ENGINE. A battering ram (Ezek 26:9); also a device used in connection with shooting arrows or other missiles (2 Chron 26:15).
A typical battering ram, the kind used by the Assyrians, was mounted inside of a mobile device about fifteen ft. long and half as high. It was suspended by a rope in the center so that it could be swung. The ram was used to strike at the cracks between the stones and when forced into the cracks it was then pushed back and forth to dislodge the stones. On the front of the unit was a turret adding another nine ft. to the height from which the assailants could shoot arrows or direct operations. The unit was mounted on four or six wheels for mobility.
2. According to 2 Chronicles 26:15 Uzziah “made engines...to be on the towers and the corners, to shoot arrows and great stones.” The word “engine” (חִשָּׁבוֹן, H3115, “device,” “invention,” LXX μηχανή, “machine,” “engine”) has been understood to mean a device for the purpose of firing arrows or stones.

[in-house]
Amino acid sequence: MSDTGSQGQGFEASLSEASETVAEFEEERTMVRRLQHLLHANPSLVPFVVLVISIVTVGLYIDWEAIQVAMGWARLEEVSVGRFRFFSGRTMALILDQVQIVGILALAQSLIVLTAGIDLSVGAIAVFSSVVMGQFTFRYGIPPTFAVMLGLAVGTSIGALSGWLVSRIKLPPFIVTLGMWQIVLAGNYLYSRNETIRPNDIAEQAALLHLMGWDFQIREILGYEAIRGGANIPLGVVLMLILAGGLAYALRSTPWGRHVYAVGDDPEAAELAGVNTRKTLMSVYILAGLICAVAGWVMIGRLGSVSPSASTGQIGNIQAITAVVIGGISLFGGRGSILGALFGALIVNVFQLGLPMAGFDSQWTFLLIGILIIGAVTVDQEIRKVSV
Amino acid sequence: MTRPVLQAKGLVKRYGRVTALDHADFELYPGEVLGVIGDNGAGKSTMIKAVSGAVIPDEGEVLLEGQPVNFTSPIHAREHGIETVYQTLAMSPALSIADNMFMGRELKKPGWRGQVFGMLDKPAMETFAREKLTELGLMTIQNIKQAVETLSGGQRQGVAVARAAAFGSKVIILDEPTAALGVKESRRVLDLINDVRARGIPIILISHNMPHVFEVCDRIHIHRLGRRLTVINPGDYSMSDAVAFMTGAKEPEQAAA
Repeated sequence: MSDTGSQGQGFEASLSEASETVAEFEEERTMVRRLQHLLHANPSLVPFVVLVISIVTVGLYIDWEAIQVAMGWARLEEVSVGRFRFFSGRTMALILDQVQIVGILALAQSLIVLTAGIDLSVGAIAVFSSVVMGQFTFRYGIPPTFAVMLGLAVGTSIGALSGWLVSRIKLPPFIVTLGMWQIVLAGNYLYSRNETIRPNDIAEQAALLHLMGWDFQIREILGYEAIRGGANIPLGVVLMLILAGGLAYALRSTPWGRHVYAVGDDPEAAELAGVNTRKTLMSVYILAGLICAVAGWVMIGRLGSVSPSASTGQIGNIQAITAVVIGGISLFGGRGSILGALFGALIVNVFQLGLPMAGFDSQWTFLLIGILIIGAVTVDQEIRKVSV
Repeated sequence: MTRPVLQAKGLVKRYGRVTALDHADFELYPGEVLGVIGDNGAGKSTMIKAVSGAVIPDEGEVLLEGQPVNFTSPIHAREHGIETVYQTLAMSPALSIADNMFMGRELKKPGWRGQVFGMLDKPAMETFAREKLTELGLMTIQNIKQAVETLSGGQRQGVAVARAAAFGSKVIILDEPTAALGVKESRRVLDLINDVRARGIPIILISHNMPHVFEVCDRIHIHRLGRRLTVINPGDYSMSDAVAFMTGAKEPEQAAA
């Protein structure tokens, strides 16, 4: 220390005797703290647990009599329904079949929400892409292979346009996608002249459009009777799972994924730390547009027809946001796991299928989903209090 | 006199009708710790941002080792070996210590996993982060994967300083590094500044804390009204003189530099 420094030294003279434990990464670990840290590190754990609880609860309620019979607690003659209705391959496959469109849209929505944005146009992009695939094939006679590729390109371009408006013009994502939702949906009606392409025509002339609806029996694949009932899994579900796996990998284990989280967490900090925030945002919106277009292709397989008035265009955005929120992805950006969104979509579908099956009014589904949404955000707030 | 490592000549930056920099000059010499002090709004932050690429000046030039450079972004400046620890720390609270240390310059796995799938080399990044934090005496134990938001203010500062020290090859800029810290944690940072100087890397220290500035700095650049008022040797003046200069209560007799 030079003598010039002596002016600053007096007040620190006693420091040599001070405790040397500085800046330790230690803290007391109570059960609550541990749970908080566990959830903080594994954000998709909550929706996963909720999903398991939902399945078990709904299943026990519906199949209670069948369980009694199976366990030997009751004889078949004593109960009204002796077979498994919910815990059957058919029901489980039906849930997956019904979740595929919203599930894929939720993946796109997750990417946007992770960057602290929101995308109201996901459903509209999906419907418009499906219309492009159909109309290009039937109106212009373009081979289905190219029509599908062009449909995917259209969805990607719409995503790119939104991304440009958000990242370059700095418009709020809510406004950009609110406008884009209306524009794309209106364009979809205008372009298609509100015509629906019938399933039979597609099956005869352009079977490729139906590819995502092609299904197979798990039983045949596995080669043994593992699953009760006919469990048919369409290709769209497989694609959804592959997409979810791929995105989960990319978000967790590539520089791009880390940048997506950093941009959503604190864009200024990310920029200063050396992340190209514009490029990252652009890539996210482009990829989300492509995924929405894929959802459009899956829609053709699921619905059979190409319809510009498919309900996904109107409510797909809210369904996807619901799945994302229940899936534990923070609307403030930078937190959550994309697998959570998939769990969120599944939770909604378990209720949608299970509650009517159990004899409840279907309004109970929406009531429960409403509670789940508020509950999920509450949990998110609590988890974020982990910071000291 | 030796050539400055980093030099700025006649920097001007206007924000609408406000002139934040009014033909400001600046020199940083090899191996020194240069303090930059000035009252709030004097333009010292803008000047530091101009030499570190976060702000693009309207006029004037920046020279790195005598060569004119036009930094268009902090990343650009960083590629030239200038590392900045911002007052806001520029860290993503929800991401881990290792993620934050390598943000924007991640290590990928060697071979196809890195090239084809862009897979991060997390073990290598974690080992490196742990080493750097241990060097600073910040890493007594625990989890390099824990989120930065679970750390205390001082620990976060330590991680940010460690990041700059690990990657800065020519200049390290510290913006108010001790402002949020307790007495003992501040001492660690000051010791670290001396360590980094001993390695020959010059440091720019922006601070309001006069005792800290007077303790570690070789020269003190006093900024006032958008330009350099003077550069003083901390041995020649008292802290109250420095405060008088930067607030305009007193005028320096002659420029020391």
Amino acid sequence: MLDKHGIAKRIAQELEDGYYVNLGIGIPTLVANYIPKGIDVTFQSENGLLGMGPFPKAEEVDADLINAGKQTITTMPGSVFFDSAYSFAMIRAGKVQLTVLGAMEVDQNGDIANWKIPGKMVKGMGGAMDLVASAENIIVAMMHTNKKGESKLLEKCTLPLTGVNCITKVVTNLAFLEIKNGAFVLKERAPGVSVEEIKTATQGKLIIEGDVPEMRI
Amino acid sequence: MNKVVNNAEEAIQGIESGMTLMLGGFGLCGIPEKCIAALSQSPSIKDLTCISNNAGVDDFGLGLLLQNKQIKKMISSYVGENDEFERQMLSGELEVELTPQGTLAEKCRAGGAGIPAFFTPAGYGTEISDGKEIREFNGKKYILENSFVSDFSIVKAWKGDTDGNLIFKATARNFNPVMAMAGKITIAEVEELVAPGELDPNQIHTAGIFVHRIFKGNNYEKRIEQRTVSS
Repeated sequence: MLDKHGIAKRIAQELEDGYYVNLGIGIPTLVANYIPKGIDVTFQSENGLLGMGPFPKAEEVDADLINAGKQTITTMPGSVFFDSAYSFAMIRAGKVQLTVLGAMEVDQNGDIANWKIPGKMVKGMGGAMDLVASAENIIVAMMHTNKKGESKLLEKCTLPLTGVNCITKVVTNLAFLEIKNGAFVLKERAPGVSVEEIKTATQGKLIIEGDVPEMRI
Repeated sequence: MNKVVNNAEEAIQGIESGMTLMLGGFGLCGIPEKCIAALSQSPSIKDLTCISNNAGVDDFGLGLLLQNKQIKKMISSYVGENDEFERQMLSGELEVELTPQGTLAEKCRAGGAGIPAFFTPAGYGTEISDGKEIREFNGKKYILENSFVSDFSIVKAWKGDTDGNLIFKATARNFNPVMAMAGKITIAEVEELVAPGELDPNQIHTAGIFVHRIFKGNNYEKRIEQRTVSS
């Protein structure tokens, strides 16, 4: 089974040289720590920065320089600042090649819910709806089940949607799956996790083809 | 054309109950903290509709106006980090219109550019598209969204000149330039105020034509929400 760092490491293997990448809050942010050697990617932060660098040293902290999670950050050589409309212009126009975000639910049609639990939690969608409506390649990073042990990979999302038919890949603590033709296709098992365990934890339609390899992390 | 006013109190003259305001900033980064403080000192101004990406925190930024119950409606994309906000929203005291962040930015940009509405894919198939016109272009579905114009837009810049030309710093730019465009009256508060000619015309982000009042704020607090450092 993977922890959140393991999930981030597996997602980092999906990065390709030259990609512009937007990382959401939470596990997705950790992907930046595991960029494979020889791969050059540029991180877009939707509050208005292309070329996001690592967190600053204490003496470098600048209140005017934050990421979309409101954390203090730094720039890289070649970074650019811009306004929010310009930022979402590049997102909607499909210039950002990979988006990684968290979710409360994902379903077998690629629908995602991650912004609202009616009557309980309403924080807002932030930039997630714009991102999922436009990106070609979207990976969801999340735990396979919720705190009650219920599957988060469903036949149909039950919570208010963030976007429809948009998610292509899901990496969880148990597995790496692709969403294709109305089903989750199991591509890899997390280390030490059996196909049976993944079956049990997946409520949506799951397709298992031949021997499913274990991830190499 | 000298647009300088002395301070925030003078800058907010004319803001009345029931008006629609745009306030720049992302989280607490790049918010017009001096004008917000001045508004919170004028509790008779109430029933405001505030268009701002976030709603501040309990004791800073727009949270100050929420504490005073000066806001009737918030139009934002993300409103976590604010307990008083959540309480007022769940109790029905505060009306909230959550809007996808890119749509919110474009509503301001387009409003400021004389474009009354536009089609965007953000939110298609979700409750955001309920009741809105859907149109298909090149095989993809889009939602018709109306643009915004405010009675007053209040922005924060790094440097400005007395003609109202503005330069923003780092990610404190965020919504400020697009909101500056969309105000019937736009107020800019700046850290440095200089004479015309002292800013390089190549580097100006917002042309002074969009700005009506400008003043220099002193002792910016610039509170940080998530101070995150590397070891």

The same Gr. word appears in 1 Maccabees 6:51, 52 and 2 Maccabees 12:15 in similar contexts. Concerning the passage in 2 Chronicles, Yadin feels that this does not refer to a specific catapult or firing device as there seems to be no evidence of this existing anywhere at this time but that these were wooden devices with shields in the fortification of the walls to protect those who were shooting arrows and throwing stones. They protected the defenders of the city so that they could stand upright and use their weapons with comparative safety and freedom of movement. These are pictured in Assyrian reliefs.
A History of Technology, II (1957), 698-703, 715-717; Y. Yadin, The Art of Warfare in Biblical Lands (1963), 16-18, 313-316, 326, 327.
International Standard Bible Encyclopedia (1915)
(2Ch 26:15; Eze 26:9; 1Macc 6:51; 13:43 f).